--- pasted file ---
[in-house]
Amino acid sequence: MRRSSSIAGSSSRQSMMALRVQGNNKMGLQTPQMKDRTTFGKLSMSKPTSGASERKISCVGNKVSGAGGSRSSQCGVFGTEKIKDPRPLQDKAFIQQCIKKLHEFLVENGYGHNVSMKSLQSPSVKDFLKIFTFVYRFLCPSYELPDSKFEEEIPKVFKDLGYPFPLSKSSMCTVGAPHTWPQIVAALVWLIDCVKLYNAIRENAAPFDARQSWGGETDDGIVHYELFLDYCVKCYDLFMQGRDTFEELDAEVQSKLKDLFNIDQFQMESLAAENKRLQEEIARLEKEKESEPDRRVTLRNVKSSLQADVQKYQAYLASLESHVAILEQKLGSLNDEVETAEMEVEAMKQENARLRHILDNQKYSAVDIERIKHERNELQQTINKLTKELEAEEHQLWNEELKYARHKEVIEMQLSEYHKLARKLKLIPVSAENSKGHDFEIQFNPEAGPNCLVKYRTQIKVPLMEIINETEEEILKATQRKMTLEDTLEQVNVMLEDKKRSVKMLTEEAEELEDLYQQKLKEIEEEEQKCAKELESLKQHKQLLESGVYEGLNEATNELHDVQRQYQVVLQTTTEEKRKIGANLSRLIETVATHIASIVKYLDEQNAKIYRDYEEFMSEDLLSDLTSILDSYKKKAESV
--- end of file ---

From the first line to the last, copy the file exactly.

[in-house]
Amino acid sequence: MRRSSSIAGSSSRQSMMALRVQGNNKMGLQTPQMKDRTTFGKLSMSKPTSGASERKISCVGNKVSGAGGSRSSQCGVFGTEKIKDPRPLQDKAFIQQCIKKLHEFLVENGYGHNVSMKSLQSPSVKDFLKIFTFVYRFLCPSYELPDSKFEEEIPKVFKDLGYPFPLSKSSMCTVGAPHTWPQIVAALVWLIDCVKLYNAIRENAAPFDARQSWGGETDDGIVHYELFLDYCVKCYDLFMQGRDTFEELDAEVQSKLKDLFNIDQFQMESLAAENKRLQEEIARLEKEKESEPDRRVTLRNVKSSLQADVQKYQAYLASLESHVAILEQKLGSLNDEVETAEMEVEAMKQENARLRHILDNQKYSAVDIERIKHERNELQQTINKLTKELEAEEHQLWNEELKYARHKEVIEMQLSEYHKLARKLKLIPVSAENSKGHDFEIQFNPEAGPNCLVKYRTQIKVPLMEIINETEEEILKATQRKMTLEDTLEQVNVMLEDKKRSVKMLTEEAEELEDLYQQKLKEIEEEEQKCAKELESLKQHKQLLESGVYEGLNEATNELHDVQRQYQVVLQTTTEEKRKIGANLSRLIETVATHIASIVKYLDEQNAKIYRDYEEFMSEDLLSDLTSILDSYKKKAESV